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The 2020 Census is right around the corner, as the official count takes place on April 1st! As important as this count is, you might have some questions about how it works, what information they need, and how long it will take. Keep reading for answers to those questions are more!

What is the Census and why is it important?

The census is a count of all persons living in the United States that is conducted every ten years by the federal government and is required by the U.S. Constitution.

Data from the census is used to determine the number of seats each state has in the House of Representatives, how federal and state legislative districts are redrawn, and the state and local appropriation of federally funded programs.

What kinds of questions will I be asked?

You’ll be asked questions like:

  • How many people are living/staying in your home as of April 1, 2020?
  • Is your home owned or rented?
  • Please explain the following for each member of your household
    • Sex
    • Age
    • Race
    • Ethnicity
    • Relationship to other household members

You will NOT be asked questions that deal with your personal banking information, security information, political affiliation, or citizenship status.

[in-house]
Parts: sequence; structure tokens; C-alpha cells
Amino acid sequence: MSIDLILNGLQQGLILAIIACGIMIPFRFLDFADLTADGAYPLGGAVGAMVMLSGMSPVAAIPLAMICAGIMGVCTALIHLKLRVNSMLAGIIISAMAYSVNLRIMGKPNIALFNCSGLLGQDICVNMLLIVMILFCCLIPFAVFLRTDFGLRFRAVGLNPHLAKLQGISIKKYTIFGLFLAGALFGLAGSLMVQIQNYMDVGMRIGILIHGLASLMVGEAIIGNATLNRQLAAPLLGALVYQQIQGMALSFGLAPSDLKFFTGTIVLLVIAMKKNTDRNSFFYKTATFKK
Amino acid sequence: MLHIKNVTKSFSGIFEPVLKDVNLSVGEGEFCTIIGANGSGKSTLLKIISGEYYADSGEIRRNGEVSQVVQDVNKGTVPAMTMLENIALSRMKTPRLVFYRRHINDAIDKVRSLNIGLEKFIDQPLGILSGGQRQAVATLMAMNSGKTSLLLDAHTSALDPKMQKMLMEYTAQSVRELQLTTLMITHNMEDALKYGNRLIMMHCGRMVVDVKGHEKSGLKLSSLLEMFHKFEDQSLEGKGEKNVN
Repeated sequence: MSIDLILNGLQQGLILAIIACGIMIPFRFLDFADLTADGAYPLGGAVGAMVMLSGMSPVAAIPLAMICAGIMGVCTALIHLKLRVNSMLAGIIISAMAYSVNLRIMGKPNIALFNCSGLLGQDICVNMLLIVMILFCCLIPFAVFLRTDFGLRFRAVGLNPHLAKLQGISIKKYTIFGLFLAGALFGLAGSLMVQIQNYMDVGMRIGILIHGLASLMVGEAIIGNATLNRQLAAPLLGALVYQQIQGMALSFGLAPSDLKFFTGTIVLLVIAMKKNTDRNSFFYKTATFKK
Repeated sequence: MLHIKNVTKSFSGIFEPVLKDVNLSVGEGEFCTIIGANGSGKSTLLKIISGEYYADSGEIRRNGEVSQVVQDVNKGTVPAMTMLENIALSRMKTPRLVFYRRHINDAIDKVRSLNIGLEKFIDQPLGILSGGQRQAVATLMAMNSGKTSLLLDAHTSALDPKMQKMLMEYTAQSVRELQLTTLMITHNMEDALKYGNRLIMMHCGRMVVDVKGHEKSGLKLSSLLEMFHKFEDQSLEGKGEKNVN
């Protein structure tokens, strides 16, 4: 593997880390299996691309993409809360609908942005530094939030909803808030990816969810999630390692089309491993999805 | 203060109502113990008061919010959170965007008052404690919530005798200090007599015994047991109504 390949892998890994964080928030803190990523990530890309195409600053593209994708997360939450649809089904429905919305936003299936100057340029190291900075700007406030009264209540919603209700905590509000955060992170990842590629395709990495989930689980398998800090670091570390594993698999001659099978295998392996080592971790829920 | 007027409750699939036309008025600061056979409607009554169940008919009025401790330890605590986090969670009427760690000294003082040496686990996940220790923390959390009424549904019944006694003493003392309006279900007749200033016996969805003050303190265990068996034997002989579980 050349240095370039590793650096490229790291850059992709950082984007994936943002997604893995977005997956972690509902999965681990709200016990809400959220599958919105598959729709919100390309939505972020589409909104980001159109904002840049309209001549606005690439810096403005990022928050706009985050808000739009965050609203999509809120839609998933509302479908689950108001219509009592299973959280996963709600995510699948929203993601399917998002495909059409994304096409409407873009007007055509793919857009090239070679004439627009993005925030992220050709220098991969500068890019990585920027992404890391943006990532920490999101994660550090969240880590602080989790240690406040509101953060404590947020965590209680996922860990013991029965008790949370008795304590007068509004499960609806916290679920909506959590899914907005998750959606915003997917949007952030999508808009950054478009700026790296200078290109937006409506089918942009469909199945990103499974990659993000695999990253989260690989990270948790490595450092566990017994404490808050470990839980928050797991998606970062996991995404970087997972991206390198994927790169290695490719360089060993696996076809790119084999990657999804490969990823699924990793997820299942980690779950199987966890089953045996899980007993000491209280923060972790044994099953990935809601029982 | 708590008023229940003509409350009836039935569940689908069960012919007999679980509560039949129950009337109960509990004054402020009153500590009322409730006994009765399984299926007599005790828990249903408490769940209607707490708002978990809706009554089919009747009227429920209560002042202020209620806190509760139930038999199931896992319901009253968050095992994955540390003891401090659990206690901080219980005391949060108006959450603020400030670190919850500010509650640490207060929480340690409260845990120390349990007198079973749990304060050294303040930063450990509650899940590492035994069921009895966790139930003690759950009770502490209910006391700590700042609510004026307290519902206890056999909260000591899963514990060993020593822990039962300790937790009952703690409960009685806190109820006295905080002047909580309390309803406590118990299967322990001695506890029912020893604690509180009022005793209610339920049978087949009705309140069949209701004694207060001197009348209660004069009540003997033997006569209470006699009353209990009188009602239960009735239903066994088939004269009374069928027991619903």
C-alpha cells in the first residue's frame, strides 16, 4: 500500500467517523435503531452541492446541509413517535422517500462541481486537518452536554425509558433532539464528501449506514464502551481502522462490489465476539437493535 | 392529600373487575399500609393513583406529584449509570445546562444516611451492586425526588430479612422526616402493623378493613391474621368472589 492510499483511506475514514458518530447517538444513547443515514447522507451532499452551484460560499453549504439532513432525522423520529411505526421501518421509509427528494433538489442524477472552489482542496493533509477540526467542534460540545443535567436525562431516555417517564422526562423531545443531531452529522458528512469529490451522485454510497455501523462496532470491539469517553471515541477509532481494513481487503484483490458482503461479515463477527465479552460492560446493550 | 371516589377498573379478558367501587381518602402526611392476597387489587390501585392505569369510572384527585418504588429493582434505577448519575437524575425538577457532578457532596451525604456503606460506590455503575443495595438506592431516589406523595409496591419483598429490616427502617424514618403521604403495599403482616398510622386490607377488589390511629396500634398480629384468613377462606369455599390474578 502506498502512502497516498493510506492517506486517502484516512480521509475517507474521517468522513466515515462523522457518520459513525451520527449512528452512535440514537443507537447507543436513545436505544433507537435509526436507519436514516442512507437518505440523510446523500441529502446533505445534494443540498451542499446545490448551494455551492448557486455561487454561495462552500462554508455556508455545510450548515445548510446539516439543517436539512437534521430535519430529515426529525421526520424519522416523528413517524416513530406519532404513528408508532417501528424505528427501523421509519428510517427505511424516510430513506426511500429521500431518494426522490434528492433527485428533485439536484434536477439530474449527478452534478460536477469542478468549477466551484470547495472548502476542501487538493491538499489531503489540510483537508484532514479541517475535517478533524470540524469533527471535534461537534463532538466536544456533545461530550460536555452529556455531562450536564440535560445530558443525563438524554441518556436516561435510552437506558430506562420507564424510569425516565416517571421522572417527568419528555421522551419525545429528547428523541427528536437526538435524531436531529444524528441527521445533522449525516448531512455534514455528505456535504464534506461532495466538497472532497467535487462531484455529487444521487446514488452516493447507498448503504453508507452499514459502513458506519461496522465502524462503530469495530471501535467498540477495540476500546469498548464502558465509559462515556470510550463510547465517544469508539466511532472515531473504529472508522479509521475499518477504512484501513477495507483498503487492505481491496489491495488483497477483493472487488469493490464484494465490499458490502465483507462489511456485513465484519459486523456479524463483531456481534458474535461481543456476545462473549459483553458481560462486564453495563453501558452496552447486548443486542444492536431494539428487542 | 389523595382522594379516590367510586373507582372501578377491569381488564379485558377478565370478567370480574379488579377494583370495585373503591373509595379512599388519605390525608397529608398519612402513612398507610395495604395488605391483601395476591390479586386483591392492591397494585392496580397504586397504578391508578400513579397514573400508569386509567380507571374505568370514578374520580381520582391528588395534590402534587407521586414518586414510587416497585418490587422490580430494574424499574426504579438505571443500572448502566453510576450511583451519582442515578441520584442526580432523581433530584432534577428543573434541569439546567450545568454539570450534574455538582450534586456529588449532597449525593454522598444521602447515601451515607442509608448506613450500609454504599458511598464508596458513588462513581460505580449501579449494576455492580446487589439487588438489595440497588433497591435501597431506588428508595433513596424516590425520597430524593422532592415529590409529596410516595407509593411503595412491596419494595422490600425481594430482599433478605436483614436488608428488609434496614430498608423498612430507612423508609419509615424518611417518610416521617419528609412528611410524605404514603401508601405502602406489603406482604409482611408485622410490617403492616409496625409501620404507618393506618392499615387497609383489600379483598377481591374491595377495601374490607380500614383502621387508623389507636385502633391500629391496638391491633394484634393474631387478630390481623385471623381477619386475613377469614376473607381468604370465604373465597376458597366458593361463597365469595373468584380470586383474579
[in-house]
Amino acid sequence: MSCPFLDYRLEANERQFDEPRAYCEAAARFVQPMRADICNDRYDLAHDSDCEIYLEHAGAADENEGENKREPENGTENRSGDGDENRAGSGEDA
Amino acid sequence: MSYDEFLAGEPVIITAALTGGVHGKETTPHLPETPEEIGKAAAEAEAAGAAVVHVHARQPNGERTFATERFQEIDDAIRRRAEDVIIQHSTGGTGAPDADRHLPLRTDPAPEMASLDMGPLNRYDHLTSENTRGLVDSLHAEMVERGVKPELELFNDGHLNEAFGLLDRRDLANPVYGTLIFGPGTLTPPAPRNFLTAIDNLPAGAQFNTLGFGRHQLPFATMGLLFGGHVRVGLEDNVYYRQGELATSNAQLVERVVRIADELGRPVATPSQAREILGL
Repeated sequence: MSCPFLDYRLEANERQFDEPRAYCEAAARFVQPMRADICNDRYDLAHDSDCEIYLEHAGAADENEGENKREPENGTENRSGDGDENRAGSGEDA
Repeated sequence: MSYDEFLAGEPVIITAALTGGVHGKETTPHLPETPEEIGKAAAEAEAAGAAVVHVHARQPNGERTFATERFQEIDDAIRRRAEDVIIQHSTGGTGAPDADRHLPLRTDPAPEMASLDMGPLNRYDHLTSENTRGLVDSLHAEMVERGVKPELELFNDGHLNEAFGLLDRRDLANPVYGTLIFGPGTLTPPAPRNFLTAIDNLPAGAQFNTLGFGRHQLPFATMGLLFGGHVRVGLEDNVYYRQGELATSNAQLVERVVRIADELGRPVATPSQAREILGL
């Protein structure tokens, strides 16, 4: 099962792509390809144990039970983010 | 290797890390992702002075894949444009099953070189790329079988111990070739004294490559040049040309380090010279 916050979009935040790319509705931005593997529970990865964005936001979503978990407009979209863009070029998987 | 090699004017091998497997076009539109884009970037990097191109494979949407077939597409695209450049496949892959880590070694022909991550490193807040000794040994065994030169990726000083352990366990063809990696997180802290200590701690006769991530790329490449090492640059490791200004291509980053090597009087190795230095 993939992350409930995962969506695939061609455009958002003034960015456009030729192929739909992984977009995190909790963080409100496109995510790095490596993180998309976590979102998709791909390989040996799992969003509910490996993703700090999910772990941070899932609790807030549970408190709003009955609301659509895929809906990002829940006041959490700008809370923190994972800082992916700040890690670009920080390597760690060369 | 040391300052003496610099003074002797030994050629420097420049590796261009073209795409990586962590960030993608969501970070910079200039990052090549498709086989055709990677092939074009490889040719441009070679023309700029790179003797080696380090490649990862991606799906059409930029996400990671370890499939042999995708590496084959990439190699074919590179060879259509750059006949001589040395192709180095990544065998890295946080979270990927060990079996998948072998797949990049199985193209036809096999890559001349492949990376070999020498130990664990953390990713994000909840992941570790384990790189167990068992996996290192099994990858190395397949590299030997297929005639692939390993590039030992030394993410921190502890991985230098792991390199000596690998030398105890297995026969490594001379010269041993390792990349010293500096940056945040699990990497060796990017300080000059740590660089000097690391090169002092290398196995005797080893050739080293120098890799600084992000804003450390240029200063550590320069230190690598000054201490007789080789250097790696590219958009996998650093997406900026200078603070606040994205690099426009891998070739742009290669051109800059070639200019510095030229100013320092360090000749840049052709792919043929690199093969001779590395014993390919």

Who should be counted?

All residents living at an address as of April 1, 2020, should be counted. This includes all children from birth and older living at an address, grandparents, family members and other, non-relatives living at the address.

College students living in a dormitory on April 1, 2020, will be counted at their dormitory. People living in prisons, people living in shelters, people in the military, or people living in other group quarters will be counted where they live. College students living in off-campus housing should be counted at the off-campus housing if that is where they living most of the time.

Are my responses safe?

The Census Bureau is required by law to protect any personal information they collect and keep it strictly confidential. The answers you provide are used only to produce statistics. You are kept anonymous: The Census Bureau is not permitted to publicly release your responses in any way that could identify you or anyone else in your home.

How can I respond?

For the first time, you can choose to complete the census online, by phone, or by mail. Please note that if you are responding online, you must complete the census in one sitting, as you don’t have the ability to save your progress.

What if I need help responding?

The Census Bureau offers resources in English and 59 other languages to ensure that everyone can respond to the 2020 Census.

What happens if I don’t respond?

A Census worker will ONLY come to your door if you do NOT fill out the Census before May. In May, they will begin visiting homes that haven’t responded to the census to help ensure everyone is counted. These census takers are there to help, and they are legally bound to protect your information.

However, some Census takers do quality check interviews or deliver paper questionnaires in April. If someone visits your home to collect information for the 2020 Census, check to make sure that they have a valid ID badge, with their photograph, a U.S. Department of Commerce watermark, and expiration date. Census workers may also carry Census Bureau bags and other equipment with the Census Bureau logo.

If you still have questions about their identity, you can contact your Regional Census Center to speak with a Census Bureau representative.